Sworn translation is a type of official translation where the translator or linguist confirms that they have personally carried out the translation and that it is an accurate translation of the original document. Sworn translators typically have to take exams and are only authorised to translate the languages they have been approved for. In the UK, there is no official qualification for sworn translators, which differs from civil law countries, such as France, Spain, Germany, and Italy, where sworn translators are appointed and accredited by the relevant government authorities.

Notarised Translation

Notarised translation is a type of official translation that includes a sworn statement from a notary public. The notary public verifies the identity of the translator and certifies their statement but does not verify the accuracy of the translation since they are not usually translators themselves. Notarised translations are more formal than certified translations and are often requested for use abroad or in legal or financial matters. The certification by a notary public adds an extra layer of legal recognition to the translated document, making it more trustworthy and reliable in the eyes of foreign institutions and government authorities.

Apostilled Translation

Introduced in 1961, an apostille is a certification that takes the form of a special stamp placed on the original document itself, and it is recognised in all countries that are part of The Hague Convention. Apostilled or legalised translation is a certified translation that has been notarised by a public notary and further validated by the Foreign & Commonwealth Office (FCO) with an apostille stamp, which confirms the authenticity of the notary public’s seal and signature. This process is usually required for important documents submitted abroad, such as those supporting an overseas marriage, adoption, visa, or job application. In the UK, the FCO is the competent authority for issuing apostilles. It is important to note that the requirements for certified translation of documents can differ depending on the country and the purpose of the translation. It is always advisable to verify with the relevant government department or authority the exact type and level of certification needed.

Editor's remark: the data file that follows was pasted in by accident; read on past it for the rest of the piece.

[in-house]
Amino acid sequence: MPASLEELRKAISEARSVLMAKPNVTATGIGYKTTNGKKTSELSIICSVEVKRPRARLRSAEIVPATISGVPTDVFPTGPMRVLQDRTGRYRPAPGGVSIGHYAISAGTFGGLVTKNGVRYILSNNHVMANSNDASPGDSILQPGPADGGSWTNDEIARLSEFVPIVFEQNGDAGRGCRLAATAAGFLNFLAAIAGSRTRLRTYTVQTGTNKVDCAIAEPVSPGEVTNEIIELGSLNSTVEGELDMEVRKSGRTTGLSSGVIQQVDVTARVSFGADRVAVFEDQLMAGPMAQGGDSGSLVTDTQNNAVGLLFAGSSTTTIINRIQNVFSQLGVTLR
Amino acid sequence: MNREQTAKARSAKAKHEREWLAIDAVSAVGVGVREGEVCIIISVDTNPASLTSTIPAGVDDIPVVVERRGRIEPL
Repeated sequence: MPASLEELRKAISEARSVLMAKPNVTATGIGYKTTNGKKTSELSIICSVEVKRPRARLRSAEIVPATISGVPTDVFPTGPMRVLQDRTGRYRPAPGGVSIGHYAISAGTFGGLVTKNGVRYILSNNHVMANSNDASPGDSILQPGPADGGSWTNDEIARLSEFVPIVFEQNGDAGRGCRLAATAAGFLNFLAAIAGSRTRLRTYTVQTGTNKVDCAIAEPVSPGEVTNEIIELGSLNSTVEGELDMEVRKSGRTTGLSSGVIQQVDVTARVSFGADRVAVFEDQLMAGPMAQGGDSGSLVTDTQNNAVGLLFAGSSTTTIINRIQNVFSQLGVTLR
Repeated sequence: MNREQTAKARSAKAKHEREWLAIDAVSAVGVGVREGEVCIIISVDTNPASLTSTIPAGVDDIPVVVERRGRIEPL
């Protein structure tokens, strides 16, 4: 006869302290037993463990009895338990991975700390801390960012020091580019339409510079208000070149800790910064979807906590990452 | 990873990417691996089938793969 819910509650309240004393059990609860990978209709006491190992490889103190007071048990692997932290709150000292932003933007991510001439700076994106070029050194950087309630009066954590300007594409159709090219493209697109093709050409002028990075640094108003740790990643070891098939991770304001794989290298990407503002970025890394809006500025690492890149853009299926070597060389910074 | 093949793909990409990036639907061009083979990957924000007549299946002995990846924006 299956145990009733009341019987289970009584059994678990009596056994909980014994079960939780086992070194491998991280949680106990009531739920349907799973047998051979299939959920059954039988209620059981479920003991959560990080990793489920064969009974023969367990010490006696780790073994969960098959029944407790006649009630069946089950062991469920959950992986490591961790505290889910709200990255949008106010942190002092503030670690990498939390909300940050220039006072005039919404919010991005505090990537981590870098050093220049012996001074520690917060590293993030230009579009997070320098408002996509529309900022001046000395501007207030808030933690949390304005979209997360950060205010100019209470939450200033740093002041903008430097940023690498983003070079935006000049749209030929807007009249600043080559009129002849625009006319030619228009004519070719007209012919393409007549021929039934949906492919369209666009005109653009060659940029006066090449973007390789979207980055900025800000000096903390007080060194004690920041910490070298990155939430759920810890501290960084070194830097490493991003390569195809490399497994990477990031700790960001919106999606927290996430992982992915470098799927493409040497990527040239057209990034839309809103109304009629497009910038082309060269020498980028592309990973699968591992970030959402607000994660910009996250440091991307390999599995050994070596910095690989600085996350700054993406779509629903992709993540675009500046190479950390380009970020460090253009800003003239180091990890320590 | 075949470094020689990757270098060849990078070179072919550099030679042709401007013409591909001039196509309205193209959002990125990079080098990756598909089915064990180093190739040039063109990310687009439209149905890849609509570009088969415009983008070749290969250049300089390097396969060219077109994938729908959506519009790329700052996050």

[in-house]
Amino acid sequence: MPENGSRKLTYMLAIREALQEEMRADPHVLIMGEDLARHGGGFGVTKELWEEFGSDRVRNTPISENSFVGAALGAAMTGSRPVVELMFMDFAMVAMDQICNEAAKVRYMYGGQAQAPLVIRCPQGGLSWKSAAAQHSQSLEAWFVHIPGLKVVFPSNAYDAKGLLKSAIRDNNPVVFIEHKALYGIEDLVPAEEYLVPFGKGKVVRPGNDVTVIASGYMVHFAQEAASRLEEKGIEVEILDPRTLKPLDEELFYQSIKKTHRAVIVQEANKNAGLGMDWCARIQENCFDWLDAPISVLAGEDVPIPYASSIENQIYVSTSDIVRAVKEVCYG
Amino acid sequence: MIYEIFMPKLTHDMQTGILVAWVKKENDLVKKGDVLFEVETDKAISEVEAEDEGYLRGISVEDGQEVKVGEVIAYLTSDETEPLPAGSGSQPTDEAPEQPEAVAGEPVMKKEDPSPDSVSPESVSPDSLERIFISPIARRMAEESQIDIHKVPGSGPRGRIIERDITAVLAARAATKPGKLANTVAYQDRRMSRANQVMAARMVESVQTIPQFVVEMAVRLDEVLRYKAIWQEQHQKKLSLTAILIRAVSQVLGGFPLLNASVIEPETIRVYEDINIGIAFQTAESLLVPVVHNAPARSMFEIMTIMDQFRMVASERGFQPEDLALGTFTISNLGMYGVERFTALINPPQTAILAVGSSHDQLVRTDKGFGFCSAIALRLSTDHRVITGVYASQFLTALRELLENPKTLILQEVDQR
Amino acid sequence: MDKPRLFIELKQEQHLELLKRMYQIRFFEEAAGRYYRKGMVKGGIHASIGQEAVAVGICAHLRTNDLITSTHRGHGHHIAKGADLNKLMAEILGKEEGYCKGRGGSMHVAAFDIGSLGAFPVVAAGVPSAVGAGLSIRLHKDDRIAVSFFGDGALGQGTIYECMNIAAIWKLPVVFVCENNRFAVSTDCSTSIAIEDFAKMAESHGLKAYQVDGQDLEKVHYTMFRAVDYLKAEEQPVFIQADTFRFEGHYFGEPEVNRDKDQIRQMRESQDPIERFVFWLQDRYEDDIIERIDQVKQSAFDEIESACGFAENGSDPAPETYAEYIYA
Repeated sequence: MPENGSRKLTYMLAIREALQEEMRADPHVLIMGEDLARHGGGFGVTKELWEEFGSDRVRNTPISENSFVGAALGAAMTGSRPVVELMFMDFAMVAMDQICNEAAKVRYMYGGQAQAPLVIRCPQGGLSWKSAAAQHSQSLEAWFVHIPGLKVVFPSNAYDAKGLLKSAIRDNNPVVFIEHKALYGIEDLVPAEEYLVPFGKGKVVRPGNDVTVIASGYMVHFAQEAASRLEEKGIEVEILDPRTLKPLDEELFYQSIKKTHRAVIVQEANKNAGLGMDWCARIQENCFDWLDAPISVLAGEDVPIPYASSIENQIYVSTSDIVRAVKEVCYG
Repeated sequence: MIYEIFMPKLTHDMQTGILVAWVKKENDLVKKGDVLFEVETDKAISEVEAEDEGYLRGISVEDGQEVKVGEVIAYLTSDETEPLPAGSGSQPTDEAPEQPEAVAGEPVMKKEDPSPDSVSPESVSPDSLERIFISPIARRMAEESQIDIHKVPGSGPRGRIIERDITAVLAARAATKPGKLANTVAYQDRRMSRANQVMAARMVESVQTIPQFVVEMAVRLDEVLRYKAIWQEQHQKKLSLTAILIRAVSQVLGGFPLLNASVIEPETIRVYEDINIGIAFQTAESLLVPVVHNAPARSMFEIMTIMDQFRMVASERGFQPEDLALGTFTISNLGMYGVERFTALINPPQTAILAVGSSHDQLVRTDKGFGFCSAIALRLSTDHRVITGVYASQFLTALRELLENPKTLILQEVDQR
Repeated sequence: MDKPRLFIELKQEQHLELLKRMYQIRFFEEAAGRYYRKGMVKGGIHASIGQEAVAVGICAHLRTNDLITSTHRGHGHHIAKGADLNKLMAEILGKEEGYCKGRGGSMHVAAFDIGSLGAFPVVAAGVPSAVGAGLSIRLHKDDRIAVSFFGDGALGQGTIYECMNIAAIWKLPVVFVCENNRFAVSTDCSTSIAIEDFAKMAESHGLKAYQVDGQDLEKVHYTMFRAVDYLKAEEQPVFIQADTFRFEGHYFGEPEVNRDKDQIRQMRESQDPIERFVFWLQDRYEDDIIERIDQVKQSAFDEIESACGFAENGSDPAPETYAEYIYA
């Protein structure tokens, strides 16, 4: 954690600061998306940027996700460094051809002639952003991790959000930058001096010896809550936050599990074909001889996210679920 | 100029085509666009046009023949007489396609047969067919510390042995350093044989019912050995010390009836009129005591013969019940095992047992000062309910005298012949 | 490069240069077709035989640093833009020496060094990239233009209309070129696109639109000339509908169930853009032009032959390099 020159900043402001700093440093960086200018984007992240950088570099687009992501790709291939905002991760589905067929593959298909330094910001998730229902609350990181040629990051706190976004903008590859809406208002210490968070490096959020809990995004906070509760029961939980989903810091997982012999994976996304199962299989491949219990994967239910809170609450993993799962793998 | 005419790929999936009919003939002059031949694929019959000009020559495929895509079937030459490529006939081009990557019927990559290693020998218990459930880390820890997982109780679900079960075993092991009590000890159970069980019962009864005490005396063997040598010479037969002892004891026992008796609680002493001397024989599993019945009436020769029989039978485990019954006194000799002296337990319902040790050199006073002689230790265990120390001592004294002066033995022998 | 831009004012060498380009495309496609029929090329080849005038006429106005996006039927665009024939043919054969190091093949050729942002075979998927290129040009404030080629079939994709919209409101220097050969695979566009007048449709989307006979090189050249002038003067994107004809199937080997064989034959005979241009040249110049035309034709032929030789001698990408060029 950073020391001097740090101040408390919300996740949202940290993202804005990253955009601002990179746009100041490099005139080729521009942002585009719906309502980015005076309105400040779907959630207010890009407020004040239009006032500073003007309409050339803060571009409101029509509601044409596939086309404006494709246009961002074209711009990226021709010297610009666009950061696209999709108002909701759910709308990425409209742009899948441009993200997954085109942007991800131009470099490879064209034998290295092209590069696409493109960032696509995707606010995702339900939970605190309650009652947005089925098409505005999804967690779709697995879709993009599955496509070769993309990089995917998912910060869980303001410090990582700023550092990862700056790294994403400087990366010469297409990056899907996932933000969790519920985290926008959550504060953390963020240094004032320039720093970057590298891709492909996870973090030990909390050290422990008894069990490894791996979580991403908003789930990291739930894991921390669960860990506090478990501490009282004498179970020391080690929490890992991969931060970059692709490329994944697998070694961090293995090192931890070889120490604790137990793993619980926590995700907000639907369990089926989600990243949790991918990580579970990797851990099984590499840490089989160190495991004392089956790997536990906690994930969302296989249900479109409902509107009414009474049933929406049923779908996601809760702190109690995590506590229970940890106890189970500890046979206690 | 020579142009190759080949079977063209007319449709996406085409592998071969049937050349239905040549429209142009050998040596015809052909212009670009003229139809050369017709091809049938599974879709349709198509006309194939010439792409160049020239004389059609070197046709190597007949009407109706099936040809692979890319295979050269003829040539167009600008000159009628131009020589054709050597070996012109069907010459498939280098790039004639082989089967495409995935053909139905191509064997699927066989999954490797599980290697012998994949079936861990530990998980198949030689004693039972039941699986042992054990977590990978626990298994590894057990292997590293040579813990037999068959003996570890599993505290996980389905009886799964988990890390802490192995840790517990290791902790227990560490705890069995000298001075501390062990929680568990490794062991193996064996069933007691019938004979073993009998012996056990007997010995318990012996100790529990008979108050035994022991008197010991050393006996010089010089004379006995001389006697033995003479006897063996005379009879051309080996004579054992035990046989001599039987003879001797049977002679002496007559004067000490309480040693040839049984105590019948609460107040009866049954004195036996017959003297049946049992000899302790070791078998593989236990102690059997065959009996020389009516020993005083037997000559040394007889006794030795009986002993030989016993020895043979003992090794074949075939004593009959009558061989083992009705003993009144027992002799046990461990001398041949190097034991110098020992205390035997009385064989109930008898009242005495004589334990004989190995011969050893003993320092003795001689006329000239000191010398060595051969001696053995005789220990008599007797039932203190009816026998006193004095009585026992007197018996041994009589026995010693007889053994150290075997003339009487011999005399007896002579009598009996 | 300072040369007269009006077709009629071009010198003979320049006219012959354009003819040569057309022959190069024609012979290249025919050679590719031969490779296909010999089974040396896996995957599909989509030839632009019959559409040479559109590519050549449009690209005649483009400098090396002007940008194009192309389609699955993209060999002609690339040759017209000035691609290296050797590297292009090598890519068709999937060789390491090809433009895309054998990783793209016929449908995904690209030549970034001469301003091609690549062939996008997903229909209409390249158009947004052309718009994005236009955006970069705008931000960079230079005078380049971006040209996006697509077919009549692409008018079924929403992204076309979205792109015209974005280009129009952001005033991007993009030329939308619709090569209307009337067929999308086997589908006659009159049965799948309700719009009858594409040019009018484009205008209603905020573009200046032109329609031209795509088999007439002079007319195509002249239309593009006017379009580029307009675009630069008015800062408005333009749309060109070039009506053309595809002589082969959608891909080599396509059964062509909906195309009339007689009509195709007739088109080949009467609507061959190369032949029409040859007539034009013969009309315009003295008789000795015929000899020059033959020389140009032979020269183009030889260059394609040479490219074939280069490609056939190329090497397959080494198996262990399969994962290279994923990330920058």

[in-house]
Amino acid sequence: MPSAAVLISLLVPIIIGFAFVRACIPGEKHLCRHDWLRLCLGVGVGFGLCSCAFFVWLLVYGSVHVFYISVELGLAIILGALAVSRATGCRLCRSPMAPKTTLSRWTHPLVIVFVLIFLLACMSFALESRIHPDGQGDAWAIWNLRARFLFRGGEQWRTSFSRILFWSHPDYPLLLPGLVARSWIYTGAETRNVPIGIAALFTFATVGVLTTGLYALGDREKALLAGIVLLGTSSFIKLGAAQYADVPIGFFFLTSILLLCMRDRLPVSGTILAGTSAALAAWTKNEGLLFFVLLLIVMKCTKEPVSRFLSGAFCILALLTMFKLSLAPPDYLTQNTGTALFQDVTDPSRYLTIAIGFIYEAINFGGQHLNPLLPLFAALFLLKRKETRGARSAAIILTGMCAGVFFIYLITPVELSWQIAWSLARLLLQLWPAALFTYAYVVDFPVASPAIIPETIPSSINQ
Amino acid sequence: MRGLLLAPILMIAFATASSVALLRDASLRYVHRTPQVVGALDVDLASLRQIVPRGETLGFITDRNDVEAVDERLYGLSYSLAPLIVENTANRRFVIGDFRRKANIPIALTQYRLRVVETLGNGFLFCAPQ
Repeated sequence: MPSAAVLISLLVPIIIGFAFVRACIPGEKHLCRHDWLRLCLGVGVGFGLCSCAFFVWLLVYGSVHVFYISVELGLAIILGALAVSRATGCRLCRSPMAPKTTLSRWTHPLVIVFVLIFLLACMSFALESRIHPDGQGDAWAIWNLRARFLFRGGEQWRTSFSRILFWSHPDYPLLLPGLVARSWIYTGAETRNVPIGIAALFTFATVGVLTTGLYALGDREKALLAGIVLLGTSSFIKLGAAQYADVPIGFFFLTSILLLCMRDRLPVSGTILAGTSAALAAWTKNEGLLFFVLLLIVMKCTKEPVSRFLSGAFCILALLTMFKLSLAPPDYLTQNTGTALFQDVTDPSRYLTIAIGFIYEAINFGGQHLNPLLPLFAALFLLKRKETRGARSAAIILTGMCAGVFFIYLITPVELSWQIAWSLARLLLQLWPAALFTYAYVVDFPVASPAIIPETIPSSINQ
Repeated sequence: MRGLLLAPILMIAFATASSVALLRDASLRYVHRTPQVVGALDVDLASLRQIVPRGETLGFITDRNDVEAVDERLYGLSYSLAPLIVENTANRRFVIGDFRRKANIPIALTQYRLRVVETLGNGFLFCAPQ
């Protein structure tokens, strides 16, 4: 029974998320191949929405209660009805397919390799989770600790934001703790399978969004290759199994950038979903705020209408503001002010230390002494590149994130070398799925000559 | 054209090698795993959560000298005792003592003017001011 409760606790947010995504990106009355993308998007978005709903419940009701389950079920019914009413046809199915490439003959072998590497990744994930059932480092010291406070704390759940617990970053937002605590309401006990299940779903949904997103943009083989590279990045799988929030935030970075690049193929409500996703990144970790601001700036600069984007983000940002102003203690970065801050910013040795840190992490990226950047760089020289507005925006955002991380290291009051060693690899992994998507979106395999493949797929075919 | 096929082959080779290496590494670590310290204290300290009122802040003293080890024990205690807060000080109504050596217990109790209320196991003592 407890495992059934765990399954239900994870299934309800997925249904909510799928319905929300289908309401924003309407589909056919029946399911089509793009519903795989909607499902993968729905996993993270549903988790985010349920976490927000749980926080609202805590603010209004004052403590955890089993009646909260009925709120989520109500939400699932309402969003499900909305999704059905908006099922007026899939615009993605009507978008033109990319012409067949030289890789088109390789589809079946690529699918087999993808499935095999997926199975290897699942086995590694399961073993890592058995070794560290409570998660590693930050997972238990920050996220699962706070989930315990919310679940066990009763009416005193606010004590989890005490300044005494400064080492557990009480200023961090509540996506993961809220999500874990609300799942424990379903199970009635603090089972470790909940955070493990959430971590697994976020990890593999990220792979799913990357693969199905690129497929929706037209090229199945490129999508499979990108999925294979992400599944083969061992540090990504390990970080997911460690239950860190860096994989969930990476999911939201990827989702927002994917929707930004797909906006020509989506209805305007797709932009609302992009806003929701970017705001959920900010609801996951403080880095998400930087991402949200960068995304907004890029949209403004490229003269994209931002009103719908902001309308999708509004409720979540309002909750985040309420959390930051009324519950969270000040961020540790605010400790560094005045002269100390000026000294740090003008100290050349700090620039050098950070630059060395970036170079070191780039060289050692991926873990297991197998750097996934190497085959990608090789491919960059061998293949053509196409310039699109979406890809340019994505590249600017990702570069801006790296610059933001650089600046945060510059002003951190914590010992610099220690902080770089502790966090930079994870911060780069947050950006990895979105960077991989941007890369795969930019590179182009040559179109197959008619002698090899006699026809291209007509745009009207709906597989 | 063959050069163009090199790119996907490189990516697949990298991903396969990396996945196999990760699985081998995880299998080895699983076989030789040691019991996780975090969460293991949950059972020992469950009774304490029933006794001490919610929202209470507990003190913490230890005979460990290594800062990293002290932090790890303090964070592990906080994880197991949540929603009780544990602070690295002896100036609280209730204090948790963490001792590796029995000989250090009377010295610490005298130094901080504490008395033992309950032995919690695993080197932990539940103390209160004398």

Which documents require certified translation?

Depending on your individual circumstances, there are several different documents that you might need to translate and certify officially, for example:
  • Birth Certificate
  • Marriage Certificate
  • Death Certificate
  • Divorce Certificate
  • Academic & Enic Certificates
  • Legal translations
  • Driver’s License
  • Insurance Documents
  • Adoption Papers
  • Medical Report
  • Immigration Documents
  • Passport Translations

How Do I Get a Certified Translation?

To get a certified translation of your documents, email info@ctstranslations.com or upload your documents online. Explore legal document translation services: Certified Translations UK - Legal Document.


In navigating the complexities of certified translations, it’s clear that accuracy, legal compliance, and expertise are non-negotiable. Whether you’re seeking an official translation, or need to understand how to get a certified translation, turning to professionals ensures your document translations are in safe hands, ready for whatever legal processes lie ahead.